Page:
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How Children Are Intubated in Emergency Departments, 2002-2012

Daniel M. Lindbert, MD

 

National Emergency Airway Registry data show use of video laryngoscopy has increased and pretreatment has decreased..

 

Researchers analyzed data from the National Emergency Airway Registry (NEAR) for 1053 pediatric intubations (median age, 7 years) performed in 10 emergency departments from 2002 to 2012. They report first-pass success rates in relation to the indication for intubation and the use of paralytics, induction agents, and video laryngoscopy.

 

Trauma was the indication for half of intubations; seizure, overdose, and cardiac arrest were among the other indications. Trainees were the first to attempt intubation in 83% of cases. There were no surgical airways; first-pass success was recorded as 83% (ultimate success was 99.5%). In multivariable analysis, first-pass success was less likely in girls than in boys, in infants than in older children, and with direct laryngoscopy than with video laryngoscopy.

 

During the study period, use of pretreatment agents such as atropine and lidocaine and of prefasciculation declined substantially. Use of rocuronium increased to nearly that of succinylcholine, while etomidate remained the predominant induction agent throughout the study period. Use of video laryngoscopy increased (from 0% to nearly 50%), as it has in adult intubations (NEJM JW Emerg Med Mar 2015 and Ann Emerg Med 2014; [e-pub]).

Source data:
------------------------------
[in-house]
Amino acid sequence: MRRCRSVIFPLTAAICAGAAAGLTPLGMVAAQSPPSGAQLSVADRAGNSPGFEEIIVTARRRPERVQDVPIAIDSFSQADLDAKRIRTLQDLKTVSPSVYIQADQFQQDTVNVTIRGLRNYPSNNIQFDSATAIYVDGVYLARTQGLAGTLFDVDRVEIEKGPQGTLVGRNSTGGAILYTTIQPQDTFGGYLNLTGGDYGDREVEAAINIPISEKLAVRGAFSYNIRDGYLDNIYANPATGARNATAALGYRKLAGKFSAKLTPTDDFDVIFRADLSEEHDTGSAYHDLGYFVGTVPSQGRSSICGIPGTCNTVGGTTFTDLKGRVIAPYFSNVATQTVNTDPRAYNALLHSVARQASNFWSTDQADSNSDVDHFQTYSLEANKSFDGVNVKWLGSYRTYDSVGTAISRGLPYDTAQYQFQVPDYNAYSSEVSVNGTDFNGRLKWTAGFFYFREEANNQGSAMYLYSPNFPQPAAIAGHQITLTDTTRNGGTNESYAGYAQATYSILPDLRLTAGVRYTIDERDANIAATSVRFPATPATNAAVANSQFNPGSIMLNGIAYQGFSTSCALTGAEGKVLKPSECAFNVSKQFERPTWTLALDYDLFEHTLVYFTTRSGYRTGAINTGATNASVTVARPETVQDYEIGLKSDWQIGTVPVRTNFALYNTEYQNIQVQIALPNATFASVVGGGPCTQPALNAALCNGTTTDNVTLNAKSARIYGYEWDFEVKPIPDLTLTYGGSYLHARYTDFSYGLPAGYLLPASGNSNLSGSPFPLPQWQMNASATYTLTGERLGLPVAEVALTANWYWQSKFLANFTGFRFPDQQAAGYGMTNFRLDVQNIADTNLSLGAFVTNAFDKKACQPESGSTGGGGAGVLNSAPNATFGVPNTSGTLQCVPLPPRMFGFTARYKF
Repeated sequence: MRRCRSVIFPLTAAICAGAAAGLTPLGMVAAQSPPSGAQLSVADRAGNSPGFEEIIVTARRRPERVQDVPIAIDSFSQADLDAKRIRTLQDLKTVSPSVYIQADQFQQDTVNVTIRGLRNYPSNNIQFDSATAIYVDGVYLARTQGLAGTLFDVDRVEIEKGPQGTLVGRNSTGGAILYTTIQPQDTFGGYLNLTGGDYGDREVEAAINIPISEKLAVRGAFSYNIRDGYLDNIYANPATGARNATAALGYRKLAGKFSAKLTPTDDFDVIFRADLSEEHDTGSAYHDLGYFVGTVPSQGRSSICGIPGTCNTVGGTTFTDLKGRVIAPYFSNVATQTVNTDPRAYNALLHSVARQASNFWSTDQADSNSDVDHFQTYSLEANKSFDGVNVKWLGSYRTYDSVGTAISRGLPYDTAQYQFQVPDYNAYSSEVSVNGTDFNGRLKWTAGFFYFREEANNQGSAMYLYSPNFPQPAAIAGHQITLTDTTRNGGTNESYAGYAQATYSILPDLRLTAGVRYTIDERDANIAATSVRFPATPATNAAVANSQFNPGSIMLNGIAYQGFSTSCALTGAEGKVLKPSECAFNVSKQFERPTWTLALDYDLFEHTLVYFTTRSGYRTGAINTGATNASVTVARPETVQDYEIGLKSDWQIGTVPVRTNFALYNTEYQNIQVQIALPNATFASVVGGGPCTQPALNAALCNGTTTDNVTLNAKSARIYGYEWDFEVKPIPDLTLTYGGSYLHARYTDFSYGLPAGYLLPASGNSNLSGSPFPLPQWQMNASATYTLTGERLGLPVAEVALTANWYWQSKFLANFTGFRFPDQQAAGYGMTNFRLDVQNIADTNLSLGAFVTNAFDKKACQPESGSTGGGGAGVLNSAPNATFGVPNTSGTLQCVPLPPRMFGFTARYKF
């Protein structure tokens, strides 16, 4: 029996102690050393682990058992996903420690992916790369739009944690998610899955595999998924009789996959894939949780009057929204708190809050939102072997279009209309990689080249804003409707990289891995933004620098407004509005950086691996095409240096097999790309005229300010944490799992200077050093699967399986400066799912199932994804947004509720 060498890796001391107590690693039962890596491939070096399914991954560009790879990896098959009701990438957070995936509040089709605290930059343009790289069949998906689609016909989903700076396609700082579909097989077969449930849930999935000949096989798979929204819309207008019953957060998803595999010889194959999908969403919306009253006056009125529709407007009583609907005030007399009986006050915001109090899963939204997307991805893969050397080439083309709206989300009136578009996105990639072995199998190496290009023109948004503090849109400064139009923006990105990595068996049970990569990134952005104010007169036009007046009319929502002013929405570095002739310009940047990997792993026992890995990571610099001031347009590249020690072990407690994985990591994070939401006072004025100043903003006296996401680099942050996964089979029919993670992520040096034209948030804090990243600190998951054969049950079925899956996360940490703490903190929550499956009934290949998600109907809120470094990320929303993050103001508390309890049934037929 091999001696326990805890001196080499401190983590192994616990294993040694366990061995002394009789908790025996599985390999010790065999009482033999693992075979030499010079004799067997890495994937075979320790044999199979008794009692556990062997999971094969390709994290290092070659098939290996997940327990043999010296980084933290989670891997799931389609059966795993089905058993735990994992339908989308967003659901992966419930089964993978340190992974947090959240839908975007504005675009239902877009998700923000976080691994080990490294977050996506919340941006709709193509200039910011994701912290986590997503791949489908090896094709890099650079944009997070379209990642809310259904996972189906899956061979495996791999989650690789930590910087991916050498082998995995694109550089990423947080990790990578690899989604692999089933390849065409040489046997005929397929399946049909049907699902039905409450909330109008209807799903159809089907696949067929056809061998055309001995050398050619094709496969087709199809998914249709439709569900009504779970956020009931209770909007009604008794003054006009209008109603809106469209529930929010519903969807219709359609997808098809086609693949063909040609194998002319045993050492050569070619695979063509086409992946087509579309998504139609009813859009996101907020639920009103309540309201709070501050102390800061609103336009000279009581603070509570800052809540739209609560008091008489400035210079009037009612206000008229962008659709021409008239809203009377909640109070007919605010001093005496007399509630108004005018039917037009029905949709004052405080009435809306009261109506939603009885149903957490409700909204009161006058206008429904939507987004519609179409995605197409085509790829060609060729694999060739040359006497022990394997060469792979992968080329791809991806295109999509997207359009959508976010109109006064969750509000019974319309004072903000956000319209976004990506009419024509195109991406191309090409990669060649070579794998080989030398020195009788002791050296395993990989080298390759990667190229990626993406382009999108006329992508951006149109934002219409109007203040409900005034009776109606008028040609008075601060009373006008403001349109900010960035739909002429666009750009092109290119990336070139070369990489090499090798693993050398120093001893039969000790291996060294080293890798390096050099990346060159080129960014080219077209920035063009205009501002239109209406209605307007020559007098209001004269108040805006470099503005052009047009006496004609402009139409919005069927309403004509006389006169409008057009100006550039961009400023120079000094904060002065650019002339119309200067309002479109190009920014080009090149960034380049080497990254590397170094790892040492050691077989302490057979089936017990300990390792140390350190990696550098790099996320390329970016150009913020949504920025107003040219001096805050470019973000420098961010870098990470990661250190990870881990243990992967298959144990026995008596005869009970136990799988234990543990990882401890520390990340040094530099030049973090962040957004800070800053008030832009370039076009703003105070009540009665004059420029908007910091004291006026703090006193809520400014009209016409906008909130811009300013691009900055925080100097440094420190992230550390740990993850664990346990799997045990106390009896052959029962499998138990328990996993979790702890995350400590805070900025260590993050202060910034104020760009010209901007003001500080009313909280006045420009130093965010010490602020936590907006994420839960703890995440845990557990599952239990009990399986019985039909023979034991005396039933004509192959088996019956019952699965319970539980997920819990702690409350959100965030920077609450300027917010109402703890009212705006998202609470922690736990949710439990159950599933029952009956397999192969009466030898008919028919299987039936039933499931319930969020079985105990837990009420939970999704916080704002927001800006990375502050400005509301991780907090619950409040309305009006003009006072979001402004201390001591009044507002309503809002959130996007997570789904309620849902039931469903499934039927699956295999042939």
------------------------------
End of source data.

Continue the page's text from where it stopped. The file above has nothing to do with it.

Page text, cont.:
Comment:
For general emergency physicians, intubating a child can be a low-frequency, high-stress event. As the authors note, these observational data don’t prove that any particular practice results in greater first-pass success, but the high success rate at these centers can’t be ignored. Use video laryngoscopy, etomidate, and rapid-sequence intubation for most pediatric intubations.

 

Citation(s):
Pallin DJ et al. Techniques and trends, success rates, and adverse events in emergency department pediatric intubations: A report from the National Emergency Airway Registry. Ann Emerg Med 2016 Feb 25; [e-pub].
(http://dx.doi.org/10.1016/j.annemergmed.2015.12.006)

 

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